June 5, 2012
THE PEOPLE &C., RESPONDENT,
JORGE PAGAN, APPELLANT.
The opinion of the court was delivered by: Graffeo, J.:
This opinion is uncorrected and subject to revision before publication in the New York Reports.
The threshold question before us is whether a defendant can appeal from an order modifying the conditions of a sentence of probation. We conclude that such an appeal is not authorized by the Criminal Procedure Law. Instead, judicial review must be sought in a CPLR article 78 proceeding.
Defendant Jorge Pagan pleaded guilty to one count of criminal possession of a weapon in the third degree. Pursuant to a plea agreement, defendant was sentenced in June 2008 to six months in jail and five years of probation. More than three months later, the New York City Department of Probation applied to the court to enlarge the conditions of defendant's probation under CPL 410.20 so as to authorize searches of defendant's home during his probationary term. Defendant opposed the application, asserting that the court lacked the authority to modify the conditions of probation to include warrantless home searches.
In January 2009, Supreme Court granted the application to the extent of modifying the conditions of probation to permit the Department of Probation to conduct sporadic "knock and announce" searches of defendant's home at reasonable hours when he was present. Without addressing appealability, a divided Appellate Division affirmed (76 AD3d 414 [1st Dept 2010]). One of the dissenting Justices granted defendant leave to appeal, and we now reverse.
It is well established that "[n]o appeal lies from a determination made in a criminal proceeding unless specifically provided for by statute" (People v Dunn, 4 NY3d 495, 497  [internal quotation marks and citation omitted]; see also People v De Jesus, 54 NY2d 447, 449 ). We have emphasized that criminal appeals are thereby "limited" (People v Bautista, 7 NY3d 838, 839 ), and that "[c]courts must construe clear and unambiguous statutes as enacted and may not resort to interpretative contrivances to broaden the scope and application of statutes. This is especially so in one of the most highly structured and highly particularized articles of procedure --appeals" (People v Hernandez, 98 NY2d 8, 10  [internal quotation marks and citation omitted]).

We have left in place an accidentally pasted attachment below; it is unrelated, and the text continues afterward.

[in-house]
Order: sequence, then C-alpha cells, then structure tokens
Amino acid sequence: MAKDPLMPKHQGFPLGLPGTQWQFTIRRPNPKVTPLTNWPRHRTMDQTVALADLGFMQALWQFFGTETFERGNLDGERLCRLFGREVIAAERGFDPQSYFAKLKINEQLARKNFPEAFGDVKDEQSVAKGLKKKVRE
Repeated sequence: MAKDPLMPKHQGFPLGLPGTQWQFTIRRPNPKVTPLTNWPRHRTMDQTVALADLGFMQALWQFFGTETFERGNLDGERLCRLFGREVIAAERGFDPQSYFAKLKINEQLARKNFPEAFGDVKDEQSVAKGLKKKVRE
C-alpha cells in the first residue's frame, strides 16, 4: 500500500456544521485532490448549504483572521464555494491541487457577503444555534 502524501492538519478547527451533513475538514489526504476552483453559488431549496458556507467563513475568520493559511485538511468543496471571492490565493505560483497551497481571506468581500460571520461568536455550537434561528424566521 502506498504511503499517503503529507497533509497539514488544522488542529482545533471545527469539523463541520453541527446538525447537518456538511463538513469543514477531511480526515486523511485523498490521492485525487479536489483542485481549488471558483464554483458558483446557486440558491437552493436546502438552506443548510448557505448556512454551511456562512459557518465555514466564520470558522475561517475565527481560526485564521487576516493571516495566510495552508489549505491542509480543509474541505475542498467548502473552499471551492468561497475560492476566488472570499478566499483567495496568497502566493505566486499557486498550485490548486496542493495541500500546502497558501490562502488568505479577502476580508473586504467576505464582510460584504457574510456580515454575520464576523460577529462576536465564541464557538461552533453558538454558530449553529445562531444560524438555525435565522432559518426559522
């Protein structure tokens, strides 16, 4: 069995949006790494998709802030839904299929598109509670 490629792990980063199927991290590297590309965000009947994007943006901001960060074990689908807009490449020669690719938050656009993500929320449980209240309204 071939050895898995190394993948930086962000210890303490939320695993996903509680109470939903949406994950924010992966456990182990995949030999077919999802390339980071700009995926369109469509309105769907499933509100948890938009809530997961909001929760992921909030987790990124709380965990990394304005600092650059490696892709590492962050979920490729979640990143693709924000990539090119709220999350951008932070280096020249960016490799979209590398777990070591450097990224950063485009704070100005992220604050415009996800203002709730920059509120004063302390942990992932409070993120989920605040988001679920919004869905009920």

CPL article 450 governs the appealability of orders in criminal proceedings. Analysis begins with CPL 450.10, which "codifies a criminal defendant's common-law right to appeal to an intermediate appellate court" (People v Ventura, 17 NY3d 675, 679 ). As relevant to this case, CPL 450.10 (2) allows a defendant to appeal from a "sentence" as prescribed by CPL 450.30
(1). CPL 450.30 (1), in turn, provides that a defendant may appeal from a sentence on the basis that it is "invalid as a matter of law" or "harsh or excessive."
Significantly, CPL 450.30 (3) further specifies that an appeal from a sentence pursuant to CPL 450.10 (2) can have only one of two meanings. First, an appeal lies from "the sentence originally imposed" (CPL 450.30 ). Alternatively, a defendant may appeal from "a resentence following an order vacating the original sentence" (id.). Hence, an appeal predicated on CPL 450.10 (2) that is not taken from either a sentence or a resentence must be dismissed (see De Jesus, 54 NY2d at 449).
In this case, the January 2009 order modifying the conditions of defendant's sentence of probation does not fit either of these statutory categories. It was not the sentence originally imposed in June 2008. Nor did the court "vacat[e] the original sentence" and impose a resentence in January 2009. Rather, the court altered the conditions of probation pursuant to CPL 410.20 (1), which authorizes a court to "modify or enlarge the conditions of a sentence of probation." Because the January 2009 modification order was not a "sentence" within the meaning of CPL 450.30 (3), there is no statutory basis for defendant to pursue an appeal.